Data Series 411
|Previous gravity maps of
Michigan and the Great Lakes were published by Klasner and others
(1979) and O'Hara (1981). The complete Bouguer gravity anomaly grid
used to make the contour map below was compiled from 33 different
gravity surveys that total 20,412 gravity measurements. Surveys
with fewer than 5 stations within Michigan were discarded. Bouguer
anomaly values were interpolated into a grid with 2,500 meter interval.
Table 2 lists the surveys giving the National Geospatial and Imaging Agency (NGA)
survey code, and the number of stations within Michigan used from each
survey. Land gravity data came from the University of Texas-El Paso (UTEP) / PACES research center
The three Great Lakes surveys (#3235 Lake Superior, #3974 Lake Michigan, and #3738 Lake Huron)
are listed separately at the end of
These three surveys were
obtained from the
National Geophysical Data Center (NGDC) CD-ROM
(Dater and others, 1999).
Observed gravity measurements relative to the International Gravity Standardization Net 1971 (IGSN-71 datum (Morelli, 1974; Defense Mapping Agency, 1974) were reduced to the complete Bouguer anomaly using the 1967 gravity formula (International Union of Geodesy and Geophysics, 1971) and a reduction density of 2.67 grams per cubic centimeter. Data were collected in Lake Superior and the southern part of Lake Michigan using LaCoste-Romberg geodetic underwater gravity meters on the lake bottom by Wold and Berkson (1977), whereas data were collected in Lake Huron and the northern part of Lake Michigan with ship gravimeters at the lake surface (O'Hara, 1981). Terrain corrections were made only for the land measurements and were calculated radially outward from each station to a distance of 167 kilometers, using a method developed by Plouff (1977). Accuracy of the lake survey data is less than the land survey data.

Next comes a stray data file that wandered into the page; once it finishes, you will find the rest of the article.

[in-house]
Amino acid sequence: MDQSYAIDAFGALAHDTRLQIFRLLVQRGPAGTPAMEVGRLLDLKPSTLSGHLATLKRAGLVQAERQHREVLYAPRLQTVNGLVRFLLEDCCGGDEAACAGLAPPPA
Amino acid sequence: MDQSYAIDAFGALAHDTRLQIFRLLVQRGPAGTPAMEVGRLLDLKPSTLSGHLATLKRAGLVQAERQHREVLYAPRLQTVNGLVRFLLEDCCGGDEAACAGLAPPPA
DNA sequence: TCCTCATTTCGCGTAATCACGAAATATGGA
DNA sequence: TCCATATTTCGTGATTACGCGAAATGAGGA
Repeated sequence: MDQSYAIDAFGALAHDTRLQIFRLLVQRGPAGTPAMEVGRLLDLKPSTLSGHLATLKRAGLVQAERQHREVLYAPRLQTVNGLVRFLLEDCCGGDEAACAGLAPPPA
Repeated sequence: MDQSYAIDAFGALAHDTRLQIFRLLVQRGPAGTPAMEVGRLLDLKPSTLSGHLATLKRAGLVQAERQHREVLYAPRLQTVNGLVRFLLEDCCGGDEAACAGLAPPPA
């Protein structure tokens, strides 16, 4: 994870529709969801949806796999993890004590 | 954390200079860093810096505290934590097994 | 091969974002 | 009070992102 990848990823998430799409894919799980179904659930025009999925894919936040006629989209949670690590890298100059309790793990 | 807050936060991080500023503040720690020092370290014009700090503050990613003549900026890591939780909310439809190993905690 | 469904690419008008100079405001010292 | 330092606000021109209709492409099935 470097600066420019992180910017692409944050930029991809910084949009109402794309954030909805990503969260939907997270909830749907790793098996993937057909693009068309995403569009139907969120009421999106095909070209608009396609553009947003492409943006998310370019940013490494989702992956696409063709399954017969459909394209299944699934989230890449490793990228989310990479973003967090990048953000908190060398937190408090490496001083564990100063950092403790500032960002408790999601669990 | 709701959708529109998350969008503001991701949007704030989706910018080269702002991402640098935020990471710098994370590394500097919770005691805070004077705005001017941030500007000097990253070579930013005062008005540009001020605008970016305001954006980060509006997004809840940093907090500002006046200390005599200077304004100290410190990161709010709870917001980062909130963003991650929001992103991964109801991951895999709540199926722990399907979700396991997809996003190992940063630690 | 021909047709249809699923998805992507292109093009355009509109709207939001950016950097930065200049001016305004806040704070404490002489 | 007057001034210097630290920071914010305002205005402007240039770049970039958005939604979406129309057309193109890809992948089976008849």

Map below shows the Michigan complete Bouguer gravity anomaly
Gravity Grid Projection Specifications
Revised March 7, 2018
Posted March 2009
For more information about this report contact: Steve Snyder.